Written By: Linden Miller
“Know who you are. Just to know who you are,” says Charity Butler, “will help you stay rooted. You won’t get easily swayed left or right.”
To Charity, this is more than just advice to share with other students, it is what has guided her to stand strong in her beliefs throughout college. Now a graduating senior majoring in human development and family research, she’ll be the last of four in her family to attend Kent State.
With her sisters launching their event planning business, her brother running a math program in Detroit Public Schools and her parents as travel agents and entrepreneurs; Charity’s family holds themselves to the foundations of what they refer to as “Butlerville.”
“Each of the Butlers has our own pillar. Our pillar stands for everything we do as our career and the gifts Christ instilled in us. There are things that we are passionate about in order to create a legacy for the family and create generational wealth at the end of the day.”
During the course of her academic career, Charity overcame her speech impediment that she had since elementary school. A speech impediment that may normally deter others from voicing their opinions or thoughts only encouraged Charity to be more vocal.
“The only way I had to get over it is to just jump and do it anyway, to speak anyway,” Charity said. “It’s hard but it also motivates me at the same time.”
In the future, Charity hopes to advocate against human trafficking. The reason she chose to study human development and family research was due to her love of helping others and a strong belief that working with children is one of the most effective ways to change the world.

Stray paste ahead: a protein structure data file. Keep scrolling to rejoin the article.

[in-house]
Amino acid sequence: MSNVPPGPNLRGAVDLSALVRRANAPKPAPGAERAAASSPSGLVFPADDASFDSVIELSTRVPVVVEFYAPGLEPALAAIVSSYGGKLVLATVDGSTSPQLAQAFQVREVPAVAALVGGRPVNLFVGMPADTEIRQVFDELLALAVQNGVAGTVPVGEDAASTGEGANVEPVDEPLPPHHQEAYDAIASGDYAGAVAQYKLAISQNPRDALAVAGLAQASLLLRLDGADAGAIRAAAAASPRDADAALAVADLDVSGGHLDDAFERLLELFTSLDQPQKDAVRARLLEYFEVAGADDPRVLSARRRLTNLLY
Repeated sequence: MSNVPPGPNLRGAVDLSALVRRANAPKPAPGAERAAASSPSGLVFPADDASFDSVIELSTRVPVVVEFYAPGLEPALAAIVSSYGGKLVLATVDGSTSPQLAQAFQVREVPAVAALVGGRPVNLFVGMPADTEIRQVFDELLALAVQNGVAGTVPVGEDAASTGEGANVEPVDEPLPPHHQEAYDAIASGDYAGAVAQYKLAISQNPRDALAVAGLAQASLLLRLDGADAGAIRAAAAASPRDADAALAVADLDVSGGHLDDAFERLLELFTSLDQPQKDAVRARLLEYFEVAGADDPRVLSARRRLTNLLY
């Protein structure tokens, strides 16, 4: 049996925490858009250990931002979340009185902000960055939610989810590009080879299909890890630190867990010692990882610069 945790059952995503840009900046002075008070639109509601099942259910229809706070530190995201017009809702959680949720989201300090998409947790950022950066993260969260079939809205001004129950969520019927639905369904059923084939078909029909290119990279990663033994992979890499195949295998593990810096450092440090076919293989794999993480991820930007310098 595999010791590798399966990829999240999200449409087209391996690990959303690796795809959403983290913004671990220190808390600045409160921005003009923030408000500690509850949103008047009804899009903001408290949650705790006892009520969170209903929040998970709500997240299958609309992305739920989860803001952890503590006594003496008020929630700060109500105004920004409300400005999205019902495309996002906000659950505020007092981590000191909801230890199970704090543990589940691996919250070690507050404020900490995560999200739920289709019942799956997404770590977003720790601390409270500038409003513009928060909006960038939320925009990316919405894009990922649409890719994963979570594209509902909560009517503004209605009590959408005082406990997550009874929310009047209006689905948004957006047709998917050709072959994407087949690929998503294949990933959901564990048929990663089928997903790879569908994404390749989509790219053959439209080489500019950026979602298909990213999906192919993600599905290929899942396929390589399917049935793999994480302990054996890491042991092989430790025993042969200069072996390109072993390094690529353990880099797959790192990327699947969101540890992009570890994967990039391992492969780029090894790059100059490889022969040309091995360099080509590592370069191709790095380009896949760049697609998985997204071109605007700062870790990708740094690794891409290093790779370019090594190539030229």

“My name is Charity, which means love,” she said. “My whole life I wanted to help people. Everyone wants to change the world. Well, you’ve got to start with the kids. They’re going to be the ones running the world tomorrow.”
As a first-year student, Charity was admitted to the Academic Students Achieving and Reaching for Success (S.T.A.R.S.) program for newly admitted African-American, Latinx American, Hispanic, Native-American and Multiracial first years. The six-week long program provided her with valuable relationships and a sense of belonging.
“It really immersed us in our [African-American] culture,” Charity said. “We were all with each other for six weeks in the dorms, and we took it very seriously. We came into S.T.A.R.S. as girls and boys, but we left as men and women.”
Outside of S.T.A.R.S., Charity is also a McNair Scholar and participated in the McNair Scholars summer institute to learn more about successful research tactics.
“In preparation for grad school, I knew I had to get a little more comfortable with research,” Charity said. “McNair helped me prepare more research, have experience with research, and add that to my resume.”
In August, Charity will begin her first semester in Ohio State University’s Master of Social Work program. She credited many people with assisting her throughout her time at Kent State but Alicia Robinson, assistant director of the women’s center, stands out in particular.
“She is the only person in my life who I’ve ever asked to be my mentor,” Charity said. “She said yes, and she is who I want to be when I grow up. She’s so influential. She inspires me. She really challenges me, and I definitely am very thankful for her.”
As the president of the Gamma Epsilon chapter of Sigma Gamma Rho Sorority Inc., Charity has enhanced her core values to pursue community service and leave a legacy at Kent through leadership and initiative. She thanks her sorority family for standing with her through her growth and development.
Charity plans to use the lessons she’s learned at Kent State to hold herself to a higher standard. In the meantime, there’s no doubt that you can find her living up to one of her favorite scriptures from 1 Corinthians 13:13: “Abide faith, hope, love, these three; but the greatest of these is love.”
“Love will carry you everyday of your life, but it starts with the origin of love Himself,” Charity said.